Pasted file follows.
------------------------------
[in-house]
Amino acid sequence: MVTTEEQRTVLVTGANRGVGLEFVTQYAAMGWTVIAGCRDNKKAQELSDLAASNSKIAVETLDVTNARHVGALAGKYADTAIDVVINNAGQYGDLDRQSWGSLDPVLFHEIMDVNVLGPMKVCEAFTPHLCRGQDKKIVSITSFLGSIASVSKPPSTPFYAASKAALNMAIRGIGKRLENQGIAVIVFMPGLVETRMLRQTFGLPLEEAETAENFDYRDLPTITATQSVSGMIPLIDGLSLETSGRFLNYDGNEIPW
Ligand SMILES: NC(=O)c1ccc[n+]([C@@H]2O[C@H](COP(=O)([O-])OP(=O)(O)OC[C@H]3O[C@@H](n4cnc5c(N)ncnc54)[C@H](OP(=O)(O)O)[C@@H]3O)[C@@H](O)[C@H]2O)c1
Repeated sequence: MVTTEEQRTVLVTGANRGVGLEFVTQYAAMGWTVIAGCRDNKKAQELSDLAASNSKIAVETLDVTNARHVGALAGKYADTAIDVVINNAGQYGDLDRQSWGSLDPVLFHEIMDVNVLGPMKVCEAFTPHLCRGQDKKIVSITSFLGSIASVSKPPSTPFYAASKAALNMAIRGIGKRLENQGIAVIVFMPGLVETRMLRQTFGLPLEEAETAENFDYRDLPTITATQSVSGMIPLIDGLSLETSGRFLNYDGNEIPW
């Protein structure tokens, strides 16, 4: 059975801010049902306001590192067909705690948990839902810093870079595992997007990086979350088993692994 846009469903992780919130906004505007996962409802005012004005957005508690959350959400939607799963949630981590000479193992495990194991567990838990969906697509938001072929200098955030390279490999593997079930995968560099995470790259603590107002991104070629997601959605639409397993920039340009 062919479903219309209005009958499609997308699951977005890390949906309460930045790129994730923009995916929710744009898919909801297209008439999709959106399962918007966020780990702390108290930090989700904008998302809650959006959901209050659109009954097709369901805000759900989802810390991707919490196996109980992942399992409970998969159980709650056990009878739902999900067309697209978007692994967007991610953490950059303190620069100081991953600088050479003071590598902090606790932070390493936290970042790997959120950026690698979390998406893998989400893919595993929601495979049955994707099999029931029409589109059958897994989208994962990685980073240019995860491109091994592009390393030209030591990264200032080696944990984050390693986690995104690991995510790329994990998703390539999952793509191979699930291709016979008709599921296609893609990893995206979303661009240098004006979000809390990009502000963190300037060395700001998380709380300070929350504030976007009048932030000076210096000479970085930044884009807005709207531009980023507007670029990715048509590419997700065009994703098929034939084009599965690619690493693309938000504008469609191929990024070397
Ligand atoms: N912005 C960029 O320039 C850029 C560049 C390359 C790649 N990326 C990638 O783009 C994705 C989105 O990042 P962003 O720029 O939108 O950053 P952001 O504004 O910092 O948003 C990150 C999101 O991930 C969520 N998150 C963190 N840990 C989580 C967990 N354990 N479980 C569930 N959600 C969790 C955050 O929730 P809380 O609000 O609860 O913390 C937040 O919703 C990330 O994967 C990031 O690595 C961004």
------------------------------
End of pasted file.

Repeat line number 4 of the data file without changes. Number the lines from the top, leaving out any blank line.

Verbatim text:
Repeated sequence: MVTTEEQRTVLVTGANRGVGLEFVTQYAAMGWTVIAGCRDNKKAQELSDLAASNSKIAVETLDVTNARHVGALAGKYADTAIDVVINNAGQYGDLDRQSWGSLDPVLFHEIMDVNVLGPMKVCEAFTPHLCRGQDKKIVSITSFLGSIASVSKPPSTPFYAASKAALNMAIRGIGKRLENQGIAVIVFMPGLVETRMLRQTFGLPLEEAETAENFDYRDLPTITATQSVSGMIPLIDGLSLETSGRFLNYDGNEIPW